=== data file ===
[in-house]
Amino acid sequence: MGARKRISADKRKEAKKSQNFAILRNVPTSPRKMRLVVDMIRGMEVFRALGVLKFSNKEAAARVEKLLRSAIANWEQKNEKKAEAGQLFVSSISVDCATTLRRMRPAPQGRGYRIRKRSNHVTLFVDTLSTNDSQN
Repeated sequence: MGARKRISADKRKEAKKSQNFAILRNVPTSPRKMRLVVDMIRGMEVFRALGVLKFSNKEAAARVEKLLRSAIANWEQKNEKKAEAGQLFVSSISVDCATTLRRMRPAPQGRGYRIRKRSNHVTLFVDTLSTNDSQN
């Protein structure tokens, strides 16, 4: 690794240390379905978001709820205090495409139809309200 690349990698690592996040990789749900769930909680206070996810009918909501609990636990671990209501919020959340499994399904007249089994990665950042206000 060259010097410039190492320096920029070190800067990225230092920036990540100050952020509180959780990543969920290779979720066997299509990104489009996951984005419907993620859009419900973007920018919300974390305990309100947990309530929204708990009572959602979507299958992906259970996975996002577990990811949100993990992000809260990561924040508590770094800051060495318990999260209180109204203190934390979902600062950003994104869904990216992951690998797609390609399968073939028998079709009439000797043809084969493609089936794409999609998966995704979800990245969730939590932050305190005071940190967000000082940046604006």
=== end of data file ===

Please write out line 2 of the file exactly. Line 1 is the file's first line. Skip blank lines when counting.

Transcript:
Amino acid sequence: MGARKRISADKRKEAKKSQNFAILRNVPTSPRKMRLVVDMIRGMEVFRALGVLKFSNKEAAARVEKLLRSAIANWEQKNEKKAEAGQLFVSSISVDCATTLRRMRPAPQGRGYRIRKRSNHVTLFVDTLSTNDSQN